Simply put, Jamie Shaheen loves music — writing it, performing it, listening to it, even leading children and adults in sing-alongs.
A classically trained pianist as a youth, the Ohio native and Kent State graduate currently plays at Disney’s Grand Californian Hotel & Spa, as well as at a wide variety of events for the Walt Disney Co., and she performs at The Rose classic rock nightclub in Pasadena. In her free time, Shaheen also writes children’s songs, with the CD “Everybody’s Happy When They’re Singing!” currently to her credit.
Recently, Shaheen was going through her personal collection of CDs and old records and discovered a little-known gem published by a local mom-and-pop producer team that would make anyone smile, especially during the holiday season — “Song of the Pasadena Rose Parade.”
“Vis-i-tors from oth-er lands…peo-ple wait-ing…in the stands friends and neighbors all are out to see – a spec-tac-u-lar e-vent an-nual-ly from heav-en sent…to Pas-a-de-na where the crowds will be…to see the Pas – a – de – na Rose Pa-rade on e–‘ry New Year’s Day,” so the song begins.
“I could tell just by looking at the music that it was a great song,” Shaheen said.
The record’s label shows it was sung by Bob Ryer and arranged and produced by Peter Martin. The sheet music shows the music and words were written by Jack Heidenrich of South Pasadena. The song was first published and copyrighted in 1971 by Bal and Bal Music Publishing Co., co-owned by the husband-and-wife team of Adrian and Berdella Bal, from what back then, prior to incorporation with Flintridge in 1976, was known simply as La Cañada. The 45 rpm record, a hand-sized black vinyl disc with a song on both sides, was cut in 1979, according to its label. The song on the other side is titled “Los Angeles,” also sung by Ryer and produced by the Bals.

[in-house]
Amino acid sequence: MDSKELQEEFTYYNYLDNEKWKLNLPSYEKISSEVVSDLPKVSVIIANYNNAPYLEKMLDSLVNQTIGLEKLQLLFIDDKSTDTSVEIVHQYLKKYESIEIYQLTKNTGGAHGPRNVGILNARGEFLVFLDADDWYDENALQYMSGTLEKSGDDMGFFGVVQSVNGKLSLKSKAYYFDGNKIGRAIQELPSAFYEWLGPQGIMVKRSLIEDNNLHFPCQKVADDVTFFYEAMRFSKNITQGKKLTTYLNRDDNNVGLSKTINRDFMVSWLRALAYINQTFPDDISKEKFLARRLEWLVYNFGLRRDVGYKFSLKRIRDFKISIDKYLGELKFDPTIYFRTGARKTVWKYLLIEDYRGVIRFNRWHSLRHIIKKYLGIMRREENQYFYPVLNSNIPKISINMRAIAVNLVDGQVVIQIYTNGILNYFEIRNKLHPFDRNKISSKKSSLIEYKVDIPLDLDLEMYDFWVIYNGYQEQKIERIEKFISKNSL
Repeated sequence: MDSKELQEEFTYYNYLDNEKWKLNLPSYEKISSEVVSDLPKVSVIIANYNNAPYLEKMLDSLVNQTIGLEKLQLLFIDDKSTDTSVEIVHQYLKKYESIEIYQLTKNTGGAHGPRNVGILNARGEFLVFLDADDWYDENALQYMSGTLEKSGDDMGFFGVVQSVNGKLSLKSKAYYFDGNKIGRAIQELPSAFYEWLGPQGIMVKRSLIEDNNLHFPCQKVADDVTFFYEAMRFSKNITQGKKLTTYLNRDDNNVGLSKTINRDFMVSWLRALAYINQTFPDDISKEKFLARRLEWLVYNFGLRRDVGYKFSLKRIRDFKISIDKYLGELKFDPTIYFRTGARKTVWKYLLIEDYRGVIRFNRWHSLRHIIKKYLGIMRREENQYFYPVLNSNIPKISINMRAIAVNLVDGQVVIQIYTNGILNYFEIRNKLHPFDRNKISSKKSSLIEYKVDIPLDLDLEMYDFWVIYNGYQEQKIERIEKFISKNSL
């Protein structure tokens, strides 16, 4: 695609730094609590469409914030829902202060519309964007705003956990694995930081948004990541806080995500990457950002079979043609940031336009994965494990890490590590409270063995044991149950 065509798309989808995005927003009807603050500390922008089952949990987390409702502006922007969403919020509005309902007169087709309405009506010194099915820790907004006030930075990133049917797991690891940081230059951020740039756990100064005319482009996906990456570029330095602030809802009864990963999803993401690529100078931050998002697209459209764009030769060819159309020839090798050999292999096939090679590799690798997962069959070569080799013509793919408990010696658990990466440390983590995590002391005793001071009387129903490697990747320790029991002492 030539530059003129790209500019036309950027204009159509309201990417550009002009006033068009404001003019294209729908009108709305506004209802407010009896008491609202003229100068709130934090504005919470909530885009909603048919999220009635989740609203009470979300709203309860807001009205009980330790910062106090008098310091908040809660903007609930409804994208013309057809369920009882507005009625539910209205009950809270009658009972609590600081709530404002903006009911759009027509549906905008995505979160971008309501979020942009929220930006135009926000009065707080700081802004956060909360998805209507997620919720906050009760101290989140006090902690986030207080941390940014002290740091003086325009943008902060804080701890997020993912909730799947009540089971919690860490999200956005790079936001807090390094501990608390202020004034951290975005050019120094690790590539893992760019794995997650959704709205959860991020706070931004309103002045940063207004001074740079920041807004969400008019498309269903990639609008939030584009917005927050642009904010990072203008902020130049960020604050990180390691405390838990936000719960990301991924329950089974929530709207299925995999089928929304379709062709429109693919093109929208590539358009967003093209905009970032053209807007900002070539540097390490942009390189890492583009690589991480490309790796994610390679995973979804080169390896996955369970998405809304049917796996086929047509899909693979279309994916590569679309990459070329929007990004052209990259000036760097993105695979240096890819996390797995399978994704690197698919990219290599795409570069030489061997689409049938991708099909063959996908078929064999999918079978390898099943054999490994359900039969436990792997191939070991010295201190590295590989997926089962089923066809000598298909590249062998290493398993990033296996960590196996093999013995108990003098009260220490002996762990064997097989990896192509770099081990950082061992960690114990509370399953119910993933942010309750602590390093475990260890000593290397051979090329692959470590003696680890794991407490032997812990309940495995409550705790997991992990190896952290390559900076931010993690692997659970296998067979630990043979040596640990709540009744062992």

In 1971, Adrian Bal dropped off a copy of the sheet music at Tournament House, said his wife and business partner, and Heidenrich approached the Tournament about using the song for the 1972 Rose Parade, but he was turned down.
“Dear Jack,” Tournament President Virgil J. White responded to Heidenrich in a Nov. 4, 1971 letter written on Tournament of Roses stationery. “Thanks for your letter and copy of the song. I think I should point out it is not the policy of the Tournament to OK or condemn any songs. Our job,” White wrote, “is to publicize the Tournament of Roses and put on a great parade on New Year’s Day. And, that keeps us pretty busy.”
The theme of the 1972 parade under White’s leadership was “The Joy of Music.” Its grand marshal was TV orchestra leader Lawrence Welk.
In 1979, Frank Sinatra, the world’s ultimate jazz and nightclub entertainer, was picked to serve as grand marshal of the 1980 parade. Fittingly, its theme that year was “Music of America.” Adrian Bal asked then-Tournament President Frank Hardcastle if he would get the song to Sinatra for consideration. But the star seemed to express no interest, and again the tune missed making it into the parade.